Peter O'Mahony comes up with huge moment on night he was proved human 2 years ago

Peter O'Mahony comes up with huge moment on night he was proved human

"We're never a team to roll over, especially not at home."

Lying on the ground, ball in hand after he had re-gathered it, Peter O'Mahony scrunched his eyes closed. Losing a lineout, for O'Mahony, is never acceptable. Losing a lineout after a trick play inside your own 22 will be something that disgusts him.


For so long, at Thomond Park, the Munster captain has been the talisman. The guy that comes up with the big plays to inspire his side and to invoke roars and exultations from the Munster faithful.

On Saturday, as Racing 92 threatened a rare feat, it was not going his way. Far from it.

Early in a hotly contested game, Niall Scannell failed to find O'Mahony at the back of a Munster lineout. It would be the beginning of that set-pieces issues and it troubled Johann Van Graan's side for the first hour.

Munster are trying to keep the ball alive in play a lot more than you - have you watched them much over the past 20 years - will be unaccustomed to.


To that end, many at the ground and at home, would have been surprised to see O'Mahony attempting a no-look, tip-on pass that was intended for Tadhg Beirne. It went to Antoine Claassen and it almost led to a try.

Minutes later came the lineout that caused O'Mahony such grief. The were a certain logic to it - a quick Scannell dart to the front of the lineout - but O'Mahony could not clutch on. The ball went forward and O'Mahony, having scrambled to recover it, tossed it away and let out an anguished roar.

Munster went 3-0 ahead before, either side of a second JJ Hanrahan penalty, Racing scored two super tries through Finn Russell and Teddy Thomas. 14-6 ahead and pressing for more, Niall Scannell made a crucial turnover that gave Munster another swing at their opponents. They made it count when good hands by the backline gave Keith Earls a chance he greedily took.


Hanrahan missed the conversion from the Earls try but his penalty, early in the second half, made it 14-14. Racing were on top, though, regardless of the scoreline and they looked likely to score next.

So it proved when Russell - as wily as he is electric - spotted a hobbling Jeremy Loughman in the defensive line. He gunned for him and was through the gap. O'Mahony was on the other side of that chasm and his desperate tackle attempt was not enough. Russell was through and Juan Imhoff, in support, benefited with the try.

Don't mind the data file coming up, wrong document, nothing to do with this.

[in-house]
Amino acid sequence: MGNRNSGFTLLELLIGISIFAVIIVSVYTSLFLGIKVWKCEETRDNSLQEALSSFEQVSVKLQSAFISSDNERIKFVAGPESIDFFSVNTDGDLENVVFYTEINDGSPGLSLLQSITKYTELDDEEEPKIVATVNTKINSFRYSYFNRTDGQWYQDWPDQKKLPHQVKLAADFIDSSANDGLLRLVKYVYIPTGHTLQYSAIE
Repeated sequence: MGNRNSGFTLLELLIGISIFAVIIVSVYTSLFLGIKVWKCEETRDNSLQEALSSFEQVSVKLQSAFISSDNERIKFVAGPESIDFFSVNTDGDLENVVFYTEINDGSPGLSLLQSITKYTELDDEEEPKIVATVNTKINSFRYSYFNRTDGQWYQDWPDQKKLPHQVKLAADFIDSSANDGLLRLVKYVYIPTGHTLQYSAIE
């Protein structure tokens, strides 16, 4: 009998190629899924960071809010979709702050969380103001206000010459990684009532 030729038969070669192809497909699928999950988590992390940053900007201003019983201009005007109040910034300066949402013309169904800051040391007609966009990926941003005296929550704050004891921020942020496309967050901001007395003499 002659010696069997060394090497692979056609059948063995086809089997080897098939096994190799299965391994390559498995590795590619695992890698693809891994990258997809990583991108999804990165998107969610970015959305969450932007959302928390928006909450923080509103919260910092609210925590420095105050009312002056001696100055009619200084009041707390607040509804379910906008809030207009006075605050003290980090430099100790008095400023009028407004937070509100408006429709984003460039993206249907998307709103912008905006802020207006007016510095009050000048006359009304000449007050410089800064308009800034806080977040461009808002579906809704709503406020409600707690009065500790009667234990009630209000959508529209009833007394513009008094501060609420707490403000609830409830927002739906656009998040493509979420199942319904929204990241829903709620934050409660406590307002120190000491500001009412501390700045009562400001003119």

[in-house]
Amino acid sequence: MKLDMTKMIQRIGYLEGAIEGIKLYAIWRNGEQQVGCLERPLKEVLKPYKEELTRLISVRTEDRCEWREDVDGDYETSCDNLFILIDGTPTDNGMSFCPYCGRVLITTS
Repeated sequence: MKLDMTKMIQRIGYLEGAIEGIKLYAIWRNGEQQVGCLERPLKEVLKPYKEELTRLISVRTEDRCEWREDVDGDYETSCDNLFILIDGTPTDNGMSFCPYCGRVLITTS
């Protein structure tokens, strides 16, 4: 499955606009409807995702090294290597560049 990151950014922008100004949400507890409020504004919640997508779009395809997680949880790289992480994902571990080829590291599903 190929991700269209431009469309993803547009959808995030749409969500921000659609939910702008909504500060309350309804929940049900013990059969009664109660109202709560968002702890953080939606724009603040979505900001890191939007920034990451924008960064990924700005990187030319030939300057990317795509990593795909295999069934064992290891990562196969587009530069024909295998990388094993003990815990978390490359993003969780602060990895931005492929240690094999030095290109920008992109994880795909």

21-14 ahead and piling on the pressure, Munster were struggling to get out of their 22, let alone their half. The usual go-to guys for Munster - O'Mahony, CJ Stander, Tadhg Beirne, Keith Earls - were tied up in defence and unable to break the shackles.

"Around 50 minutes in," O'Mahony mused post-match,"we weren't anywhere close to a draw."


Munster's only hoping would be Racing being unable to go full tilt for the full 80 minutes. So it proved and the Munster bench provided the impetus that their French counterparts could not. Chris Farrell was getting Munster on the front-foot with every carry and the crowd was abuzz any time Andrew Conway got his mitts on the ball. Billy Holland, James Cronin and Arno Botha made a difference too.

Munster are like Manchester United were in the Alex Ferguson era. No matter the situation, or how they have performed, their players and fans always feel they are always in with a scoring chance.

With the clock winding down and Racing happy to give away penalties - bravely putting bodies on the line - it took a moment of class from JJ Hanrahan, cutting out two teammates and floating a pass over the onrushing defence, to set up Andrew Conway for the try. Munster still needed Hanrahan to nail a touchline conversion to level but, in deathly silence, he did.

Keith Earls then unleashed a stunning kick just after the Racing restart and there was a lineout for the French side to win if they wanted to have a say in this game. That was when O'Mahony put aside an indifferent performance and found a big play within himself.


Sub hooker Teddy Baubigny threw for Wenceslaus Lauret in the lineout but O'Mahony sprung up and did enough - just about enough - to get a finger-tip on the ball and force a mistake. Munster won the loose ball and they had one last chance to snatch it.

The pack did their job and set up Hanrahan for a drop at goal, from inside the Racing 22. It was supposed to go over but the connection was not clean and it screwed horribly wide.

"JJ would be disappointed himself after but he shouldn't be," said O'Mahony. "I thought he had a class performance and that conversion was certainly out of the top drawer."

A draw it was and a strange feeling at the end but, as Thomond Park was left with stragglers and empty beer cups, those O'Mahony words held true.

"We're never a team to roll over, especially not at home."

Even when all the evidence suggests otherwise, these lads don't know when they're beat. O'Mahony is the living embodiment of that spirit.